Researchers Find Having More Sex Doesn't Necessarily Make You Happier
Money can't buy happiness and as it turns out, neither can sex.
Researchers at Carnegie Mellon University analyzed the sexual habits of 64 heterosexual married couples over a three-month period to determine how sex affects their emotional states.
They discovered there's no real link between frequent sex and increased happiness, and occasionally, more sex may lead to a small decrease in happiness.
Obviously, they were shocked. They expected the results to indicate sex does make people happier.
The couples, all between the ages of 35 and 65, were split into two groups. One group was instructed to have sex twice as often as usual while the other group received no instructions in reference to their sexual habits.
Each day, the participants were required to answer daily online surveys measuring happiness, health and behavioral trends, as well as the occurrence and pleasure of sex.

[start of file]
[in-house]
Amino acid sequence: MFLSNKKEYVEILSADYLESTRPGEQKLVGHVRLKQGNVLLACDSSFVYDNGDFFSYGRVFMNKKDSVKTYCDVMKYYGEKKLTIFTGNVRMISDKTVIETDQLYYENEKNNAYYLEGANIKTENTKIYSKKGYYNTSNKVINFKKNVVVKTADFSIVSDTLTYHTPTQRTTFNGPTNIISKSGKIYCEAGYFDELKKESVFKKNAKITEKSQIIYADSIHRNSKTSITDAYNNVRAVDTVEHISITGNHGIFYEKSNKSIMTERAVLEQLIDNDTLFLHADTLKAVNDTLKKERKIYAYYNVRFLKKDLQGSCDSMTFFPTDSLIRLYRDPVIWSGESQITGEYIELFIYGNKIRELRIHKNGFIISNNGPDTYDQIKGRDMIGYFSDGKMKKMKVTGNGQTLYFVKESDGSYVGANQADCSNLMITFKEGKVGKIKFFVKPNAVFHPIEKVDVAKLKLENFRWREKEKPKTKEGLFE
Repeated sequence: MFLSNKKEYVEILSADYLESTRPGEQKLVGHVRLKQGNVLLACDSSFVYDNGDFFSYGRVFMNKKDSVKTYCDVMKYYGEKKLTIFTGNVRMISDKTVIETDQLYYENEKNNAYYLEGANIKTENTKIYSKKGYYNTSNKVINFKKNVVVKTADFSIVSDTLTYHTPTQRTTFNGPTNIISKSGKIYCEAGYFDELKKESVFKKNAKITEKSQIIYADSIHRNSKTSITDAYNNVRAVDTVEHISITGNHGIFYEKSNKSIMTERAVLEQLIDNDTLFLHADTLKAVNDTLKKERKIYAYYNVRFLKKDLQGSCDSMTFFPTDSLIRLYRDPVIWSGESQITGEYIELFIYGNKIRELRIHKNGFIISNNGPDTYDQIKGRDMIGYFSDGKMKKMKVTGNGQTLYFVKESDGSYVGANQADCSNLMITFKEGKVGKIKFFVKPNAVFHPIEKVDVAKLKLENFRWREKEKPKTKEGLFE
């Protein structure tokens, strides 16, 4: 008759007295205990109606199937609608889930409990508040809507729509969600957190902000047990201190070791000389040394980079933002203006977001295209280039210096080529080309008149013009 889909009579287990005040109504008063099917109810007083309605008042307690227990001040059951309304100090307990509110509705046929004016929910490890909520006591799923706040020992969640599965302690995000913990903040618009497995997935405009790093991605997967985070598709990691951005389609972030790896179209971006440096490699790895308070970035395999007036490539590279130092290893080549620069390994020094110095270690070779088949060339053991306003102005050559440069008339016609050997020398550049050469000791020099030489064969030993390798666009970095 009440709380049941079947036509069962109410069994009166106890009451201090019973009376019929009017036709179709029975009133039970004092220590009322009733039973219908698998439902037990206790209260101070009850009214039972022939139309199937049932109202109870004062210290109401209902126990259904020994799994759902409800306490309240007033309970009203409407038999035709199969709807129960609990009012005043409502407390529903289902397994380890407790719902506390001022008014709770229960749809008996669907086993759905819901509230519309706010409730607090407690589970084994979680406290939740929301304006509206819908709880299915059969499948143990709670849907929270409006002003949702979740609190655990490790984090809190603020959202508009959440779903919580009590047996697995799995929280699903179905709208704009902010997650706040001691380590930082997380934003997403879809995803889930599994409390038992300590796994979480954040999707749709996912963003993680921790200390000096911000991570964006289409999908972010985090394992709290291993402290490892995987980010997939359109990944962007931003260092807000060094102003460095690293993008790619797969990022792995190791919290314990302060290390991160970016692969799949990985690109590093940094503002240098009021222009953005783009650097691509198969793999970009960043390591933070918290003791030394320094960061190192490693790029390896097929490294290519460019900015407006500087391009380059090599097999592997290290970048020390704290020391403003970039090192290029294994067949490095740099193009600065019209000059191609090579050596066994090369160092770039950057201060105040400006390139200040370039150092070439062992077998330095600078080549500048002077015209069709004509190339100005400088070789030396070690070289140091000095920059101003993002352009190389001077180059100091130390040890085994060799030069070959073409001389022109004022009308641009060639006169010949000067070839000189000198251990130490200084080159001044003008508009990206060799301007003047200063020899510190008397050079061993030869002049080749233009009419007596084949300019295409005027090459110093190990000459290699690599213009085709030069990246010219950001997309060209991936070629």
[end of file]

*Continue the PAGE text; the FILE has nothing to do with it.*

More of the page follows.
The researchers found over the three-month period, the couples in the group instructed to have more sex actually suffered small decreases in happiness, as well as decreased libidos.
They also reported enjoying sex slightly less.
The researchers hypothesized it may not be the sex that was seemingly destroying their souls, but the nature of the experiment itself.
Study author George Loewenstein said,
Perhaps couples changed the story they told themselves about why they were having sex, from an activity voluntarily engaged in to one that was part of a research study. If we ran the study again…we would try to encourage subjects into initiating more sex in ways that put them in a sexy frame of mind.
However, they still concluded most couples could benefit from more sex, which is really all we wanted to hear, anyway.
Any excuse to get naked is a good excuse in my book.